Linskey: Driving mayor through red light in non-emergency is outside police policy

BOSTON — Using emergency lights to get an elected official through traffic quickly has been an acceptable practice by Boston Police for decades, according to former BPD Superintendent-in-Chief Dan Linskey.

However, the practice is outside of BPD’s policy and procedure, Linskey said. Rule 302 in the Boston Police Rules and Procedures deals with emergency driving, but there’s no section outlining when a public official or other dignitary is in the vehicle.

“It’s not in our policies and procedures. It’s outside of that, but it’s an acceptable practice and procedure when it’s done appropriately,” Linskey said. “However, there are consequences when it’s not safe and that’s the balancing act.”

The issue is front and center after Mayor Michelle Wu and her driver, Boston Police Ofc. Keyanna Smith was caught on video using blue police lights to enter a busy intersection while the traffic light was red. The maneuver resulted in a collision involving a mother and her child. There is ambient audio on the crash video, although it appears to be noise from the cell phone recording and not the traffic camera itself.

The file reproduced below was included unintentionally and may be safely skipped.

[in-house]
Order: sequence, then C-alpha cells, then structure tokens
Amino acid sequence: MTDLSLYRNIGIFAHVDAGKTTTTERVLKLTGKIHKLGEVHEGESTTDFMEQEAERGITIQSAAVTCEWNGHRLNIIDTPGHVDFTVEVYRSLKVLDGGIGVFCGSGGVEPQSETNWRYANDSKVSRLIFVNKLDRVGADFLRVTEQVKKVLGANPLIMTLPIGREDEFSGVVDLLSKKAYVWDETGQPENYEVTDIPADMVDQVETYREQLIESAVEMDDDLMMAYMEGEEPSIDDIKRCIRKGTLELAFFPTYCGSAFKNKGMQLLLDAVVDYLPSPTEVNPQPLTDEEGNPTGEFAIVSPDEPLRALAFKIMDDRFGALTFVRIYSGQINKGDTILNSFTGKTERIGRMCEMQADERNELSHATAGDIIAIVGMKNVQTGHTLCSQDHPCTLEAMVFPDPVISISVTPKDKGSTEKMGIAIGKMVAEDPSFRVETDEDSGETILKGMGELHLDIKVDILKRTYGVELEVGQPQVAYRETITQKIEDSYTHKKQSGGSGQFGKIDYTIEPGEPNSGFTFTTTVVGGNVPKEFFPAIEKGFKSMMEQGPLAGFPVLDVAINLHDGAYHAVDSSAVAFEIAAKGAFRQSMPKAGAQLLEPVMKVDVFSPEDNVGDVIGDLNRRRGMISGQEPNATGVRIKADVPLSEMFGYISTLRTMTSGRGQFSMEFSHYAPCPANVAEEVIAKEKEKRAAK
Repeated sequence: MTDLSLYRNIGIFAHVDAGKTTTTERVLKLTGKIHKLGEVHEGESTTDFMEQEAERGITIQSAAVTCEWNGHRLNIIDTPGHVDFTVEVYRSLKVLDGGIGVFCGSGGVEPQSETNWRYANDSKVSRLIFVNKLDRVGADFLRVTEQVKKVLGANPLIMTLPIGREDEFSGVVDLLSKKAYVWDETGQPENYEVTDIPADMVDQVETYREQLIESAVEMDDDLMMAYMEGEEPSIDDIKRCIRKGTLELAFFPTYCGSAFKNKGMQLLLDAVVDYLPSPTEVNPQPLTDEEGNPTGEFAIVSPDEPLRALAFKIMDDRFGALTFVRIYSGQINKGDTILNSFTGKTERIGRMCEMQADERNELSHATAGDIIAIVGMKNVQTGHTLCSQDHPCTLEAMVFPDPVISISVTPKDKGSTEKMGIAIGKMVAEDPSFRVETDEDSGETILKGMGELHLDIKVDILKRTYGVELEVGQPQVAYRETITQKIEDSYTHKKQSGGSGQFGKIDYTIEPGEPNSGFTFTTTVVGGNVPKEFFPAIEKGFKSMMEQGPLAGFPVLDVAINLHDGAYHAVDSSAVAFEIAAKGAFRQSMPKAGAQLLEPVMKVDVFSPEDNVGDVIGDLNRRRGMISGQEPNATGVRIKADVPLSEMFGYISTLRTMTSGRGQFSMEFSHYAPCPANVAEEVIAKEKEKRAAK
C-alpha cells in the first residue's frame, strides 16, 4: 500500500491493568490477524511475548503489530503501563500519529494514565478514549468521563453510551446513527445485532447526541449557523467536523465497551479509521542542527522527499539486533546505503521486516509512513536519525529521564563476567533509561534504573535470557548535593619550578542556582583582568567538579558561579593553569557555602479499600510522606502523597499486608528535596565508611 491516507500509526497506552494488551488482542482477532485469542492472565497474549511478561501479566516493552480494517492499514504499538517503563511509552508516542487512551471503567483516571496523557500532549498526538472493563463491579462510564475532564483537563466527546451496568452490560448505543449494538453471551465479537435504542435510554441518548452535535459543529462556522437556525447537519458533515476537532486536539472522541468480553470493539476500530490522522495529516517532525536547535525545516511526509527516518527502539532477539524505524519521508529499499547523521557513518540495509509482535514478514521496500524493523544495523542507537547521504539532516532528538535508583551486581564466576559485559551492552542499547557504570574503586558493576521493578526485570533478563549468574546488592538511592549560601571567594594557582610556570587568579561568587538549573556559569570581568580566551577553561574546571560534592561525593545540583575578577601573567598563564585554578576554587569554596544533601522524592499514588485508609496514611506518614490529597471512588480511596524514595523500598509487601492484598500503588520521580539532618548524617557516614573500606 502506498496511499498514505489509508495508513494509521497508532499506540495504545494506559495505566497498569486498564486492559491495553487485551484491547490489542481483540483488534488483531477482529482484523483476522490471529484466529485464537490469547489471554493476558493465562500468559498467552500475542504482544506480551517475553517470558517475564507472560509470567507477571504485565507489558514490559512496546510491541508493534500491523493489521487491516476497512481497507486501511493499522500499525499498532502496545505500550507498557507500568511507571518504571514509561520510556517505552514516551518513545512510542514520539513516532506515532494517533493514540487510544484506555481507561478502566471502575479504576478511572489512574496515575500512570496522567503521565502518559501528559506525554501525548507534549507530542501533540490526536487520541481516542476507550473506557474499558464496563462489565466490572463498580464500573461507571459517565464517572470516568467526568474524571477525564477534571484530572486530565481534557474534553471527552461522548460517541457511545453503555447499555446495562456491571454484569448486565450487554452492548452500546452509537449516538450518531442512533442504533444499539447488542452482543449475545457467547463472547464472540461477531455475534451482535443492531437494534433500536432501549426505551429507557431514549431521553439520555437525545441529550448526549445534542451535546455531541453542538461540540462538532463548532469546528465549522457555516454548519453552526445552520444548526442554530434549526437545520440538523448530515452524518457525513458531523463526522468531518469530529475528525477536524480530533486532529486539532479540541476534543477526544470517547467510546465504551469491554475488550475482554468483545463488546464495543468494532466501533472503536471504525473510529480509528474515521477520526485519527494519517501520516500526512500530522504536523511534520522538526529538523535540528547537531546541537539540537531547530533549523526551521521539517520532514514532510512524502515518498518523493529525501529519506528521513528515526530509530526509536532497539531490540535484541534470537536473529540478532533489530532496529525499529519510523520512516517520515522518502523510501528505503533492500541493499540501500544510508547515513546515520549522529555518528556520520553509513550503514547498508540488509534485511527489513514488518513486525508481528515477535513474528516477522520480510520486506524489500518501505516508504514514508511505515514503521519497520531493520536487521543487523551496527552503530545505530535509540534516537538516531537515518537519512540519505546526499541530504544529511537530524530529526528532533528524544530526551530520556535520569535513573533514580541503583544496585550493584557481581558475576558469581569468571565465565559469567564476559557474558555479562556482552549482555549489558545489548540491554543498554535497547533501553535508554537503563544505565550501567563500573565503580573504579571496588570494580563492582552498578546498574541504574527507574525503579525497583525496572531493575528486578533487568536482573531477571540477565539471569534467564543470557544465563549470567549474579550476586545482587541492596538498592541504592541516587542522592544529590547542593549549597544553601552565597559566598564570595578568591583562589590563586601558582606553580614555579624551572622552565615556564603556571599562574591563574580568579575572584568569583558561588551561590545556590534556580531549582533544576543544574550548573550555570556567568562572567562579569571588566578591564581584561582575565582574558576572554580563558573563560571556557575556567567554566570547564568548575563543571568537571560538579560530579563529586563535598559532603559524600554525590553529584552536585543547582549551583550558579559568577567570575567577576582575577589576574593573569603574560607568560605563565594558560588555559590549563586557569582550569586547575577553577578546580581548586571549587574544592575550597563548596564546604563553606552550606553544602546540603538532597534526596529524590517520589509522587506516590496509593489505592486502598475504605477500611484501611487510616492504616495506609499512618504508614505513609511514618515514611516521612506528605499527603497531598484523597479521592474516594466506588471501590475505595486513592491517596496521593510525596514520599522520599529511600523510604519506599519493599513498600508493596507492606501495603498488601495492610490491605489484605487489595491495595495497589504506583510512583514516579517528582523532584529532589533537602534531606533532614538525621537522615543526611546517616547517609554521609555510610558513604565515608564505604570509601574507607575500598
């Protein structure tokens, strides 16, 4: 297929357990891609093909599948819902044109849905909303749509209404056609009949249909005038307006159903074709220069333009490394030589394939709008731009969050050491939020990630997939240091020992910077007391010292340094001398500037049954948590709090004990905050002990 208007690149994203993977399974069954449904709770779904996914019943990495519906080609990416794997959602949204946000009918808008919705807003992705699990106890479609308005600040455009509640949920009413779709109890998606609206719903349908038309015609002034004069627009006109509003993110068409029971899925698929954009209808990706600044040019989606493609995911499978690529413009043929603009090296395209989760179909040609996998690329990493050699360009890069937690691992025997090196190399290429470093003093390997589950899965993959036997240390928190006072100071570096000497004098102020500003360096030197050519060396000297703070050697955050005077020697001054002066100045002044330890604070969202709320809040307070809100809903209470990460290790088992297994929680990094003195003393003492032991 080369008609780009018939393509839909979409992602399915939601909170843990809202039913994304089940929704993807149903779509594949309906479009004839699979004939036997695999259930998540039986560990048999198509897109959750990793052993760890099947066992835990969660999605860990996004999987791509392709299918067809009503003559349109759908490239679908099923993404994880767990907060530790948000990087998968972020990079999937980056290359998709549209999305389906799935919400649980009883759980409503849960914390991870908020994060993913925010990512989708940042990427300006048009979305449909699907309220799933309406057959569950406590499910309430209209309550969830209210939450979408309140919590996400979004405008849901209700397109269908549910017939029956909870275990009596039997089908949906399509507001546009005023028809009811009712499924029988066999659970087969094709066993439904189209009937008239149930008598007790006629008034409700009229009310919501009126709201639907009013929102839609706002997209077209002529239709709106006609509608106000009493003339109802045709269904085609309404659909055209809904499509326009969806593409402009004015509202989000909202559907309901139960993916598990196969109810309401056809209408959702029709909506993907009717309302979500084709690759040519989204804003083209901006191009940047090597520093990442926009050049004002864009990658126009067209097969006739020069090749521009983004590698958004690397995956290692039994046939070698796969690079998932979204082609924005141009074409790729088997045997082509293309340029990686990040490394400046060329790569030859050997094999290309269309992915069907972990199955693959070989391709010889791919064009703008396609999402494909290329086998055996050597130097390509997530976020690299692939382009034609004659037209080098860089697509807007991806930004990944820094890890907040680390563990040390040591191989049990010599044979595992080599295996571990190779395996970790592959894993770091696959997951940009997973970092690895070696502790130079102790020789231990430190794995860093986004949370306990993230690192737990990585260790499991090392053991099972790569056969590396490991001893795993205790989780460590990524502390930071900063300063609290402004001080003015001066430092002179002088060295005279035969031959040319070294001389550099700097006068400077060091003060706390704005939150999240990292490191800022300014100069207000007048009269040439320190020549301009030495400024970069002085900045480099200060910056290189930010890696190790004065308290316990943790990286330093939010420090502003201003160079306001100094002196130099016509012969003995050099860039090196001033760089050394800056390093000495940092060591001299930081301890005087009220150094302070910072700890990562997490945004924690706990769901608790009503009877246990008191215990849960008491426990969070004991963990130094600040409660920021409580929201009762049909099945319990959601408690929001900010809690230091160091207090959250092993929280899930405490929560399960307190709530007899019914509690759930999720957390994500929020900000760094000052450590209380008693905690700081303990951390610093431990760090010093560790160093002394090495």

According to BPD policy, an officer during an emergency and while in performance of a public duty, “may drive such vehicle through an intersection of ways contrary to any traffic signs or signals regulating traffic at such intersection if he first brings such vehicle to a full stop and then proceeds with caution and due regard for the safety of persons and property.”

Linskey said Mayor Wu’s driver Tuesday did not appear to enter the intersection safely.

“The police vehicle did not proceed cautiously through that intersection as it should have,” Linskey said. “That’s not the way the vehicle should have been operated. That’s a training issue, an internal discipline issue.”

But Linskey said the officer is not entirely to blame. Officers can often feel pressure from powerful people to get where they need to go fast, and Linskey said he has personal experience. He admits he used his lights to run red lights “a hundred times” while driving for the then-Boston Mayor Thomas Menino.

“I’ve been that officer in the front seat driving the mayor or other officials around and used my emergency lights to get to an event,” Linskey said. “You can’t put it all on the police officer.”

Editor’s Note: A previous version of this story reported that there was audio on the recording of the crash that Boston 25 News had obtained, and that audio didn’t pick up any sirens.  Upon further examination, it appears that the audio was ambient noise from the cell phone recording of the surveillance video, and not from the traffic camera itself.  We apologize for the error.

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